Compiled by Don Hoiness from archived copies of The Bulletin at Deschutes County Historical Society


For the week ending May 28, 1916

James J. Hill died on Monday

ST. PAUL, Minn. — James J. Hill, 78, railroad builder who probably more than any other one man has aided in the upbuilding of the great Northwest, died here today following an illness by intestinal catarrh of several years’ standing, but only of recent severity.

The “empire builder” and financier — his wealth is rated in the hundreds of millions — became gravely ill only several days ago and operations of Friday and Saturday failed to check the infection which had resulted. Mr. Hill gradually lost strength, losing consciousness late last night, and remaining in a state of coma until life passed this morning.

All the members of Mr. Hill’s immediate family, with the exception of Mrs. W. Beard, of New York, a daughter were at the bedside when the end came.

Louis W. Hill, son of the railroad builder and general manager of his properties and business interests, was visibly affected upon leaving the Hill residence with Rev. Thomas J, Gibbons, vicar-general of the St. Paul arch-diocese, who was with Mr. Hill at the end. He will probably remain as the head of the various Hill interests, becoming executor of the vast estate.

Governor J.A.A. Burnquist ordered all flags at half mast on the Capitol and other state buildings in honor of Mr. Hill. The governor then issued a statement, saying:

“In the passing of James J. Hill the greatest constructive genius of the Northwest is gone. He was acknowledged as its foremost railroad builder and business man.

“He was ever greatly interested in agriculture, art and education. The loss which his city, state and Nation has sustained through his death cannot be measured.”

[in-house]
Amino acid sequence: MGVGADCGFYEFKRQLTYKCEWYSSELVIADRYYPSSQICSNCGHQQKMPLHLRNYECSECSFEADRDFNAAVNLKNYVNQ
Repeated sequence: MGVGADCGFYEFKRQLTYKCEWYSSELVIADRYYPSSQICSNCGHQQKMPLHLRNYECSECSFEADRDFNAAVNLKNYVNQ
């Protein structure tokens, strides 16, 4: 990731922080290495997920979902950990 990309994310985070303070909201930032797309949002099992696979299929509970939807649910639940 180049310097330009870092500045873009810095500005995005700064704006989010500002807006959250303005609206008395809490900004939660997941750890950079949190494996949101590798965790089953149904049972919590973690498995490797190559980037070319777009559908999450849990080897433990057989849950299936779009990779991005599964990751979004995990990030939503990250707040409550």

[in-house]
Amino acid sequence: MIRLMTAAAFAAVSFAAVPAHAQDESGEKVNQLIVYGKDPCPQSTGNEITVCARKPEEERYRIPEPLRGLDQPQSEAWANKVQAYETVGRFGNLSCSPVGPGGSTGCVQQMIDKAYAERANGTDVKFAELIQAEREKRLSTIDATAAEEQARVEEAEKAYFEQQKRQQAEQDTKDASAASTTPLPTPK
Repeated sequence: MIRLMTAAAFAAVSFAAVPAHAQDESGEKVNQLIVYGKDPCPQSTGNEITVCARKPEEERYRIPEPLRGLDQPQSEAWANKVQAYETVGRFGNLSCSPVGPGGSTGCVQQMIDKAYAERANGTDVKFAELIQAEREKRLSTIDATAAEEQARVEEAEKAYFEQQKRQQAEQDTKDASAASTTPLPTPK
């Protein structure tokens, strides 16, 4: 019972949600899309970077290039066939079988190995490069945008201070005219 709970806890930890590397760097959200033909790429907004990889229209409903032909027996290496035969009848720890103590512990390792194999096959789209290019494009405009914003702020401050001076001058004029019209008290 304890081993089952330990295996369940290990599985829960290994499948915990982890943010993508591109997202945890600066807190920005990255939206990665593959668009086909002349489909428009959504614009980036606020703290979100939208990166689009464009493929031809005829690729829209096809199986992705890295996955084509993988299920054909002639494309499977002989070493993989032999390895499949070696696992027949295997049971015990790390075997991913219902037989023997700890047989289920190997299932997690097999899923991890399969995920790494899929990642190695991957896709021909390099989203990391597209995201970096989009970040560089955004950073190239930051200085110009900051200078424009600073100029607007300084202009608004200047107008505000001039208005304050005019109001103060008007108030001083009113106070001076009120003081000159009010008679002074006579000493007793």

Archbishop John Ireland, commenting on Mr. Hill’s death, said:

“A great man has gone from earthly life. Not only a man of rarest talent of mind, a genius such as is seldom to be seen amid the moving scenes of humanity, but also one who has put his wondrous talent to the service of fellow men, whose whole career was marked with strict integrity and highest sense of honor.”

James J. Hill honored

Out of respect to the memory of the late James J. Hill all places of business in Bend were closed from 11:45 to 1 o’clock today following a proclamation by Mayor Eastes suggesting that this be done. Messages of sympathy have been sent to Mr. Hill’s son Louis W. Hill by the Commercial Club and City Recorder Ellis, on behalf of the City of Bend.


For the week ending May 28, 1941

Giant British warship Hood sunk in North Atlantic flight

Great Britain’s navy, striking at German warships raiding the North Atlantic, suffered its greatest loss of the war today when an “unlucky hit” in a magazine destroyed the 42,100-ton battlecruiser H.M.S. Hood, biggest warcraft in the world.

The Hood blew up and sank with most of her complement of 1,341 men off Greenland, but the crack new German battleship Bismarck suffered damage and the British warships are pursuing the German squadron. The $28,000,000 Hood had a speed of 32 knots and under command of Vice-Admiral L. E. Holland had led a British squadron into the North Atlantic to intercept the German warships.

They attacked the nazi raiders between Greenland and Iceland.